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The "Forgotten Folks": Homeless seniors are the new face of homelessness

by Taylor Orci | Off-Ramp®

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The homeless elderly population is expected to reach nearly 89 million nationally by 2050

Last week we brought you the story of Elena Mays, a woman turning 77 next month who found herself homeless for the first time. Her move out date into permanent housing was slated for Thanksgiving Day, but as of this writing, Elena is still waiting. The stress of her situation has caused her to be admitted to the hospital two times in five months. 

Tom Wukawitz, Client Services Program Manager for Good Shepherd Center says the only thing unusual about Elena's case is how common it is. He's speaking about the increase he's seen in senior citizens who are not in stable housing. "They're the forgotten age group. They are the forgotten folks of society."

A 2010 study conducted by the Homeless Research Institute shows Americans over the age of 65 without stable housing is expected to reach roughly 89 million nationwide by 2050.

Denise Cohen, Shelter Manager of the Languille Emergency Shelter, part of Good Shepherd Center agrees what's happening at the shelter is happening everywhere.

"I got to a lot of community network type meetings with people like myself, and we do talk about issues like this," she says. Cohen cites the issue in Westwood of the eviction of more than 150 vulnerable tenants in a senior living facility, one of which is a Holocaust survivor.

"Who's going to help a 99 year old man apartment hunt?" She asks. "I call this the new face of the homeless."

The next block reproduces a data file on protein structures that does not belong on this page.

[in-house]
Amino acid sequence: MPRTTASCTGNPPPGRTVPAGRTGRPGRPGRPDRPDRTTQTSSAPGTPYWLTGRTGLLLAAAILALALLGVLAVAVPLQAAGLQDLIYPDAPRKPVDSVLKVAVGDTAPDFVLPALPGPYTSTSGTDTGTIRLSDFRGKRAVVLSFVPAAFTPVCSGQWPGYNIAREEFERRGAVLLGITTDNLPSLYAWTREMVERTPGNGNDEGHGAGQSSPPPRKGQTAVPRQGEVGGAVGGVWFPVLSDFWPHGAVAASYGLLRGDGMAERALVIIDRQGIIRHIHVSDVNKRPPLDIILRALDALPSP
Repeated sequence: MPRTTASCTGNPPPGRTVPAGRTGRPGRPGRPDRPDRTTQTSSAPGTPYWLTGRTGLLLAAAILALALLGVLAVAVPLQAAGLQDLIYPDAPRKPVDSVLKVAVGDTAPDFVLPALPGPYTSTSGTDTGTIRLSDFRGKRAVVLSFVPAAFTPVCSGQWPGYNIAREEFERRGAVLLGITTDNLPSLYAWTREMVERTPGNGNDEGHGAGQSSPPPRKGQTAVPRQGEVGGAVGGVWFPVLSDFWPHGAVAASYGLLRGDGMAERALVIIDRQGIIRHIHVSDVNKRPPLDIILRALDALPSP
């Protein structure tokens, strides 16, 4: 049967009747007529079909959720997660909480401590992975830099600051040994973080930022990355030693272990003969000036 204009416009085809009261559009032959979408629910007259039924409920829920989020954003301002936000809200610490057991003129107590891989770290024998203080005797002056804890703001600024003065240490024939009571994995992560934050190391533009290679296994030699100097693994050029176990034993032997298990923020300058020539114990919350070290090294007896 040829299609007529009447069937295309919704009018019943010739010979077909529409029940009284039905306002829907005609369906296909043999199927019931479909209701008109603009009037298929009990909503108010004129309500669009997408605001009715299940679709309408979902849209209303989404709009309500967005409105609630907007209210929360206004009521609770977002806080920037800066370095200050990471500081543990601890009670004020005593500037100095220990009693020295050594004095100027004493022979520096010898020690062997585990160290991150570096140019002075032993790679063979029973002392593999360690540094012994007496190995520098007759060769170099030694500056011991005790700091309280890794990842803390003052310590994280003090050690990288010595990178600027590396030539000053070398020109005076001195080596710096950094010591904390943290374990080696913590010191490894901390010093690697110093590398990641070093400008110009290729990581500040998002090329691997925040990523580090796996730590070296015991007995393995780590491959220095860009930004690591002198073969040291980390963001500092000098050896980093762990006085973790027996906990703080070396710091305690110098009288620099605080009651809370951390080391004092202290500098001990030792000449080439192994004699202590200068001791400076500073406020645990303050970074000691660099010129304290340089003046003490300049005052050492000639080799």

Shelter Manager Denise Cohen takes a moment for a much needed laugh
Shelter Manager Denise Cohen takes a moment for a much needed laugh Taylor Orci/KPCC

The new face of the homeless for Cohen isn't just about age. It's also about the newness. The women who've sought shelter at Good Shepherd, and other shelters in Souther California, are homeless for the first time, like Elena Mays.

"For the first time ever women who've always had their own home-- women who've always been independent are finding themselves not being able to take care of themselves and are loosing their homes," adds Cohen. "They don't look stereotypically homeless. They look like women in my life."

You can donate to Good Shepherd Center by clicking here.  They also accept drop off donations for the Languille Emergency Shelter at: 267 N. Belmont Ave. Los Angeles, CA 90026. Cohen recommends calling the shelter at (213) 250-5241 to coordinate drop off. As far as suggestions for goods are concerned Cohen says, "We can never have enough shampoo. Travel size bottles are great." 

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